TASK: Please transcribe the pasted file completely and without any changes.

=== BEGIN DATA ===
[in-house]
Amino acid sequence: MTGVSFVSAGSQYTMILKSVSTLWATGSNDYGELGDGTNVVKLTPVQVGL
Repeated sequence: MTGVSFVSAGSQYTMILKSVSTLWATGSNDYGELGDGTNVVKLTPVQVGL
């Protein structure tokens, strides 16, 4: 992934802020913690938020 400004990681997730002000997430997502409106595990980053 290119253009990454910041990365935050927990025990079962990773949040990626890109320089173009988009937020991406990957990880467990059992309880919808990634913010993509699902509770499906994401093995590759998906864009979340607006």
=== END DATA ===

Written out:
[in-house]
Amino acid sequence: MTGVSFVSAGSQYTMILKSVSTLWATGSNDYGELGDGTNVVKLTPVQVGL
Repeated sequence: MTGVSFVSAGSQYTMILKSVSTLWATGSNDYGELGDGTNVVKLTPVQVGL
């Protein structure tokens, strides 16, 4: 992934802020913690938020 400004990681997730002000997430997502409106595990980053 290119253009990454910041990365935050927990025990079962990773949040990626890109320089173009988009937020991406990957990880467990059992309880919808990634913010993509699902509770499906994401093995590759998906864009979340607006």